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Most stringed instruments with fretted necks utilize a truss rod to help protect the neck from warping and bending. Truss rods are an important component in these instruments in order to maintain the instrument’s integrity. But with such a short, substantial neck, does a mandolin even need a truss rod?
Most quality mandolins have a truss rod to strengthen the neck and protect it from bending under the pressure of string tension. Some cheaper mandolins do not have truss rods and thus have no reinforcement to keep the neck straight and aligned. Without a truss rod, even the short neck of a mandolin could warp over time.
There are some pretty straight-forward physics at play here that can help explain why some mandolins have truss rods while others do not that can help you decide if you want this in your mandolin.
A truss rod is a part added to the neck of stringed instruments used to strengthen and stabilize the neck. They create resistance against the pull of the strings that are created when tuning and playing the instrument. Without them, the tension from the strings pulls the neck upwards and eventually into a bowed, arc-like shape. A bowed neck will then cause issues in tuning and intonation. While a small amount of bowing is fine, too much bowing can make an instrument difficult to play. When effective, a truss rod will hold a neck straight and allow the bowing to remain at a minimum.
When building an instrument, often manufactures use a steel rod or thin bar inside the neck for the truss rod. These modern truss rods may or may not be adjustable depending on what was used or how the instrument was built, but most are adjustable, made with a nut on one or both ends that adjust tension when turned. These adjustments help to correct any warping that has occurred.
Why Truss Rods Work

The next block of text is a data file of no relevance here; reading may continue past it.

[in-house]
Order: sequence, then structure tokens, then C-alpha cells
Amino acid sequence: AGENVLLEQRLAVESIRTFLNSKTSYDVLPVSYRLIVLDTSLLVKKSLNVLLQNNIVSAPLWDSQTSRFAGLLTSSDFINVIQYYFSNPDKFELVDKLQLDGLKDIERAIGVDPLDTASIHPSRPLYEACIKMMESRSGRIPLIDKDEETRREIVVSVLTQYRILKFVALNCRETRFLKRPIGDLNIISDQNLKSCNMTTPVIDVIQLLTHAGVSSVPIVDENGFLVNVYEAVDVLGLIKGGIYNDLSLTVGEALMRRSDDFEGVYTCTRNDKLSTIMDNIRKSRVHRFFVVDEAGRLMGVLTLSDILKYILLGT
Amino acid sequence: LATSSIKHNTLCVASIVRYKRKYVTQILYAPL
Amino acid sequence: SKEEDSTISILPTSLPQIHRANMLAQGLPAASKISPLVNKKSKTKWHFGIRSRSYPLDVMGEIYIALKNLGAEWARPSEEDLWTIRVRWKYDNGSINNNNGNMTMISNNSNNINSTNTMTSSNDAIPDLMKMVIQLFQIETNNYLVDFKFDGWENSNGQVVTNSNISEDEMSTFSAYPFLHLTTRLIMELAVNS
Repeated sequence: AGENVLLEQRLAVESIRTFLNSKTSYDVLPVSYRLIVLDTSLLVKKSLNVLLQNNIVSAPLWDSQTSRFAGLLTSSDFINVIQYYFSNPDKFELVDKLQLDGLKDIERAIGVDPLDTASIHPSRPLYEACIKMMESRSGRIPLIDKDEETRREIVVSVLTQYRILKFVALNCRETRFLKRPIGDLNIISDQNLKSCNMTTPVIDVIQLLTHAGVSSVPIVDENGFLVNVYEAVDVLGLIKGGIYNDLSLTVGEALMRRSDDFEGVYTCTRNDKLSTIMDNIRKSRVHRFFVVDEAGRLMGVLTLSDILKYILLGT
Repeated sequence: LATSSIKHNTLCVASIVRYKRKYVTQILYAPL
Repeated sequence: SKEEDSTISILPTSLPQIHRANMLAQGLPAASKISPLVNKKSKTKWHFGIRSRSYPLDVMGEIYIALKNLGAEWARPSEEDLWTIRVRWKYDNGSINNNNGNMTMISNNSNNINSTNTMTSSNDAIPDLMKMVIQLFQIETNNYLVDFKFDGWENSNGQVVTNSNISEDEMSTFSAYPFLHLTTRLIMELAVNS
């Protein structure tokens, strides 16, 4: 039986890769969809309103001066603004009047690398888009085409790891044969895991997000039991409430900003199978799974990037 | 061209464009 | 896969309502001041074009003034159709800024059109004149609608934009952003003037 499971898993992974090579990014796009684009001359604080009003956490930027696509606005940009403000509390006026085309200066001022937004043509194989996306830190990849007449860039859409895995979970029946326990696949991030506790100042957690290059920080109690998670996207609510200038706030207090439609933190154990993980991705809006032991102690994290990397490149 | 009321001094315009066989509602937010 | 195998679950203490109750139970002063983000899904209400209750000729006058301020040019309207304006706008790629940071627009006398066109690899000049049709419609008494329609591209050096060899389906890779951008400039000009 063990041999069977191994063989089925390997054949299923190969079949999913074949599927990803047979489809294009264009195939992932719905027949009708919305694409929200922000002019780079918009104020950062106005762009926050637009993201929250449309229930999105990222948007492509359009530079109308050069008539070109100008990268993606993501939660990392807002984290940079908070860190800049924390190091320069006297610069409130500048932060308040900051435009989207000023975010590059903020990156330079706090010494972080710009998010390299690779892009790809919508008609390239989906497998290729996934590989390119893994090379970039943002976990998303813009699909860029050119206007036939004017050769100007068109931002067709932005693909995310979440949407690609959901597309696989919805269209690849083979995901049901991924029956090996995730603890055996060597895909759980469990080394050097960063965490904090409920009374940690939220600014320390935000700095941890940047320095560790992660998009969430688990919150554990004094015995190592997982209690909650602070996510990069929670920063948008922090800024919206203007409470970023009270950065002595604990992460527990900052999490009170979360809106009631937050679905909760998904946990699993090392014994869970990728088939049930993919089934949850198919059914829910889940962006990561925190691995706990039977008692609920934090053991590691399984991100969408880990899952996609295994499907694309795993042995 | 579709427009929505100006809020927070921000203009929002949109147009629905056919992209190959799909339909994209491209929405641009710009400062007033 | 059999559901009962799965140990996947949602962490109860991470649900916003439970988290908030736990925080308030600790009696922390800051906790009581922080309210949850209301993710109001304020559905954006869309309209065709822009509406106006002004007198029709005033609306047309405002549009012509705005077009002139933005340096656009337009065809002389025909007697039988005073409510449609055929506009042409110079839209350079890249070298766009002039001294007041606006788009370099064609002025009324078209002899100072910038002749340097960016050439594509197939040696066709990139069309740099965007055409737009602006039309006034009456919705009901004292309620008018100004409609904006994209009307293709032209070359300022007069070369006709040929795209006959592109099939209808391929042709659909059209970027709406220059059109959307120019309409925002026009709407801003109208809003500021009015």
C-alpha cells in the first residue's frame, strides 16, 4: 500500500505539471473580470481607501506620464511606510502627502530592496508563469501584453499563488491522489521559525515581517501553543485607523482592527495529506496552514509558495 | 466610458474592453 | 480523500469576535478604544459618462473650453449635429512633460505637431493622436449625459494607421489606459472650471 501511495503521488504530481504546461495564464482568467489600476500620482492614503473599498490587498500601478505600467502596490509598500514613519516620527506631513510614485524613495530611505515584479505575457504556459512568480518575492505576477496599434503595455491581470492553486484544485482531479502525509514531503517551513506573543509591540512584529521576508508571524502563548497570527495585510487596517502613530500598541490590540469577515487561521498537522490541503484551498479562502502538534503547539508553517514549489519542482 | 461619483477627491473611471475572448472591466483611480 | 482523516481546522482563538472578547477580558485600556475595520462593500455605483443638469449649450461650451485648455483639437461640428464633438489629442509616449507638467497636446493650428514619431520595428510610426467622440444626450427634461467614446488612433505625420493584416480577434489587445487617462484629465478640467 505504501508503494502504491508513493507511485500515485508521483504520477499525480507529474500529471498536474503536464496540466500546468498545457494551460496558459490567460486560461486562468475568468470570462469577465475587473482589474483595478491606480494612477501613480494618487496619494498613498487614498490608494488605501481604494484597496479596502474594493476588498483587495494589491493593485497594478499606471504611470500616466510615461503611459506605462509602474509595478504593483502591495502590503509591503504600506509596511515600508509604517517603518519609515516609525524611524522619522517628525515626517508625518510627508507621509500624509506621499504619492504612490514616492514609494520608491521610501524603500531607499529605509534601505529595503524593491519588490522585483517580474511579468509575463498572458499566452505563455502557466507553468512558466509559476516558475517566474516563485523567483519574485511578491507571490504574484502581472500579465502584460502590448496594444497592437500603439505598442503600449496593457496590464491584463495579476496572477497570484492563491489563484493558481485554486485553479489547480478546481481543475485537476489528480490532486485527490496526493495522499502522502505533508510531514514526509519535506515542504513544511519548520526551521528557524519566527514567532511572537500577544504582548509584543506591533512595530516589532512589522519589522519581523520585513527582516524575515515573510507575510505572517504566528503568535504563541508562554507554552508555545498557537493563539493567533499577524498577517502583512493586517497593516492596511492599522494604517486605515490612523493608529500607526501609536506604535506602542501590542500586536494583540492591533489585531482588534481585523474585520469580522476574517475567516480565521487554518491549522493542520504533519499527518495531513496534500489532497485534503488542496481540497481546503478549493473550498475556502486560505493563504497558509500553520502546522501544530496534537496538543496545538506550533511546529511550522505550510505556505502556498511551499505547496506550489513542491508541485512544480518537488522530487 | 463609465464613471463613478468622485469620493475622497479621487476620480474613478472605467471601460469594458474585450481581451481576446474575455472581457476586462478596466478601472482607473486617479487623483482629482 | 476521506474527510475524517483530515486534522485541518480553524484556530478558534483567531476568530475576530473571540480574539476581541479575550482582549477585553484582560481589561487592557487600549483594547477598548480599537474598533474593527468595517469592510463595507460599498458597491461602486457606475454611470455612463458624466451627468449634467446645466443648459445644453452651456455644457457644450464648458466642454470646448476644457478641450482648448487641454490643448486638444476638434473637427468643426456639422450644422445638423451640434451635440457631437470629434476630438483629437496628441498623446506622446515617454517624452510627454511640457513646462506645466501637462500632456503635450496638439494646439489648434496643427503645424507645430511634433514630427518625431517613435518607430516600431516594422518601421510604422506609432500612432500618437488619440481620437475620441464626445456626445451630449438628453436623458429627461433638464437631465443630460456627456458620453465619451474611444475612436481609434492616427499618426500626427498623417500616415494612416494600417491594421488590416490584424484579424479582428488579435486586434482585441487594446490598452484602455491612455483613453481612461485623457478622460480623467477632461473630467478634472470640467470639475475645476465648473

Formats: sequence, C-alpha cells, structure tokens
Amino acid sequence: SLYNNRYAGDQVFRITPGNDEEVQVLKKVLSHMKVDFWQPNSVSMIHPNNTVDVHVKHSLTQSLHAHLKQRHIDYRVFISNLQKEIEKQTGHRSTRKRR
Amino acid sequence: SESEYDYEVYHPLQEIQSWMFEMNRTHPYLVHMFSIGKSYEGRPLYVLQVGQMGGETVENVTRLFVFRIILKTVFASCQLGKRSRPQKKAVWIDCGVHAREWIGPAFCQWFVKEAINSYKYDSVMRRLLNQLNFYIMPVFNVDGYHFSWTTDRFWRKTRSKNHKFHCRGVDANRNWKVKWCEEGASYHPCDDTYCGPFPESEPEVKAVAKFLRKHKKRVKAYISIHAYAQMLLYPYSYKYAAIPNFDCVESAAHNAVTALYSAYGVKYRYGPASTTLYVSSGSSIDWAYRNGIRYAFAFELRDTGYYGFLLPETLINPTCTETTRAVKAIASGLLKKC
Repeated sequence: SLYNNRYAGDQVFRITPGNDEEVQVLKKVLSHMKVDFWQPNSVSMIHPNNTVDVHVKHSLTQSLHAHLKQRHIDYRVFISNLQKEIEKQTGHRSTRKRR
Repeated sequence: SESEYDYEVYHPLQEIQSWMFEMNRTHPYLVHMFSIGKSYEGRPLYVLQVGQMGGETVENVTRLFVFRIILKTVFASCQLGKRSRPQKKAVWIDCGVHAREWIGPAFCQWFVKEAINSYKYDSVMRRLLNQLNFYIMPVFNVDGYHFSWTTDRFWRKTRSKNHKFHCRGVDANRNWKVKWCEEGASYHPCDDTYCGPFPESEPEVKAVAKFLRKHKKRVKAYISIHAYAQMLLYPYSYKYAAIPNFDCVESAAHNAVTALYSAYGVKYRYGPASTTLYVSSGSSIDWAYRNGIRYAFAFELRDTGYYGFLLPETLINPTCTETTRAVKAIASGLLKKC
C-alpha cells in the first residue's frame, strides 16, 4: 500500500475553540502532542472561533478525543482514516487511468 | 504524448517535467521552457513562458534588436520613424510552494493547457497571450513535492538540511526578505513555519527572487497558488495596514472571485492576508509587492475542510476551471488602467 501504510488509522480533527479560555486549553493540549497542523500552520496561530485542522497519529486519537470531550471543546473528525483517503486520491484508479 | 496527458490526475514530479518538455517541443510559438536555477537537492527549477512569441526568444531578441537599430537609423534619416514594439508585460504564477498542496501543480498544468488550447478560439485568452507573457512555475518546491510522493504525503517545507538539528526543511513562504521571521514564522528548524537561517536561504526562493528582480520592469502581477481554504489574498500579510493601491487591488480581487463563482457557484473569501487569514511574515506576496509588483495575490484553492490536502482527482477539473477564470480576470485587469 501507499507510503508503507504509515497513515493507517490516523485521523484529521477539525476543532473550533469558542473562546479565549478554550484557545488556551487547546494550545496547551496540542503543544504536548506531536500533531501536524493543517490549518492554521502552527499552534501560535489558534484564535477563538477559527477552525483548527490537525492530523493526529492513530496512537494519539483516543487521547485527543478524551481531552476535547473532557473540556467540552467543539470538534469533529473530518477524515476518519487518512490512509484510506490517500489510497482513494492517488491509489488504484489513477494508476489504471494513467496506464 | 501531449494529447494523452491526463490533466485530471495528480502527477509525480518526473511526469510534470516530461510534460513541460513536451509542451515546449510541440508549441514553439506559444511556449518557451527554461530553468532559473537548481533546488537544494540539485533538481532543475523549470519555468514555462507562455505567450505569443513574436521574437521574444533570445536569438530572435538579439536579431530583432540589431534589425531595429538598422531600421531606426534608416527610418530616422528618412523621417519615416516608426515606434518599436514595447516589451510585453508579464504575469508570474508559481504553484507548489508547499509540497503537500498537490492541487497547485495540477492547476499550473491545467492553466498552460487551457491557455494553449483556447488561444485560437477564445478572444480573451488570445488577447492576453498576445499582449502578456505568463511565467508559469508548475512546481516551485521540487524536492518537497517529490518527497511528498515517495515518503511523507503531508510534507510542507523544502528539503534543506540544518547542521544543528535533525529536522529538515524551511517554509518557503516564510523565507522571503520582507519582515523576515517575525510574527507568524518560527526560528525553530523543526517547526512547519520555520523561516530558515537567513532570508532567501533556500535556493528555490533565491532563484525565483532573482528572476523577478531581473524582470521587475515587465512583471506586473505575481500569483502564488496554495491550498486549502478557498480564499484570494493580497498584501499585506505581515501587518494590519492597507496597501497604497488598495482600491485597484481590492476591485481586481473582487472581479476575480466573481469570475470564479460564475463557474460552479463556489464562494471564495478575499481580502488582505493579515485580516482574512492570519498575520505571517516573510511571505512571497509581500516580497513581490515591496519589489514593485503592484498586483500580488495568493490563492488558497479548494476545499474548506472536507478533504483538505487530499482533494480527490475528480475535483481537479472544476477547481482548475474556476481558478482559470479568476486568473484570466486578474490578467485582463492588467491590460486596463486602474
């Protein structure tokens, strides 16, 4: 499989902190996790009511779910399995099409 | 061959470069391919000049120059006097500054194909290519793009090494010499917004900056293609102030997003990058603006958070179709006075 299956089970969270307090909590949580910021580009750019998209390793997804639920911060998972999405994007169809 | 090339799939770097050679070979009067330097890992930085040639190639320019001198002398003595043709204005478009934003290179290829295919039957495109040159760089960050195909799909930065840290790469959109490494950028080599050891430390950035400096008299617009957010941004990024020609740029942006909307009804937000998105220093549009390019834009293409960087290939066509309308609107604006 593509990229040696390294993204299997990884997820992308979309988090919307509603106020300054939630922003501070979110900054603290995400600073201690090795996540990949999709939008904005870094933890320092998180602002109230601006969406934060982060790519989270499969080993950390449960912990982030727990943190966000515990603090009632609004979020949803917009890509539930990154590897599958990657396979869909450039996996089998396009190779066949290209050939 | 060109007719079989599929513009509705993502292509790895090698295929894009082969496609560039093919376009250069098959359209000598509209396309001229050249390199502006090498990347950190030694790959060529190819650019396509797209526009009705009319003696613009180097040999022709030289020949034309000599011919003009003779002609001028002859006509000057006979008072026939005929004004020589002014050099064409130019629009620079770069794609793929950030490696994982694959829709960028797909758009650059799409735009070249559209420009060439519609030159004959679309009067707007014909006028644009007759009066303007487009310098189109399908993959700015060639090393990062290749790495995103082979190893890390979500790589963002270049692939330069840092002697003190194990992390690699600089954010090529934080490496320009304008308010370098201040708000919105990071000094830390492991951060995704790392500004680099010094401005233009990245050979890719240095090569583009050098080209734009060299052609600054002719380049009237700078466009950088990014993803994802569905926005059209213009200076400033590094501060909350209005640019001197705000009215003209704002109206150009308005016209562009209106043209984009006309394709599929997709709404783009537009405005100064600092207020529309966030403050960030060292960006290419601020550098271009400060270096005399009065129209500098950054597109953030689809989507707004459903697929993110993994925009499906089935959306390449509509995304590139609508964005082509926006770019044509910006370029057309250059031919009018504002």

When a force is applied to the neck of an instrument, no matter the material, there are actually two different things happening to it. The side that is becoming the inside part of the bend is going through compression, while the opposite side–the outside part of the bend–will be subjected to tension. But at some point in between exists a place where neither compression nor tension takes place. This is considered a neutral axis…and so enters the truss rod.
Placing a truss rod in the neck will help keep the opposing compression and tension forces in balance. In theory, it should keep the neck from bending at all, though in reality that is not always practical. But truss rods are designed so you can adjust them back into a more stable and supportive position when mal-alignment occurs.
Truss Rods for Mandolins
While some mandolins have truss rods, others do not, and the need for truss rods in mandolins is a fairly polarized debate among musicians. Some people swear by them, while others have determined them to be unnecessary. Ultimately, it all comes down to two main points: neck size and overall integrity of the instrument.
The thing about mandolins is that they have 8 steel strings and these strings subject the instrument to quite a bit of tension. There is a lot of pressure being put on the neck of a mandolin and a truss rod can help the neck from becoming misaligned over time.
Some vintage mandolins you may find today were probably built by a master craftsman with practical knowledge about the mechanics of this (perhaps only this) instrument. Additionally, the quality of wood used to make these older mandolins and other instruments was far superior to woods available and used today. So it is possible to find a mandolin that not only doesn’t have a truss rod but doesn’t need one, either.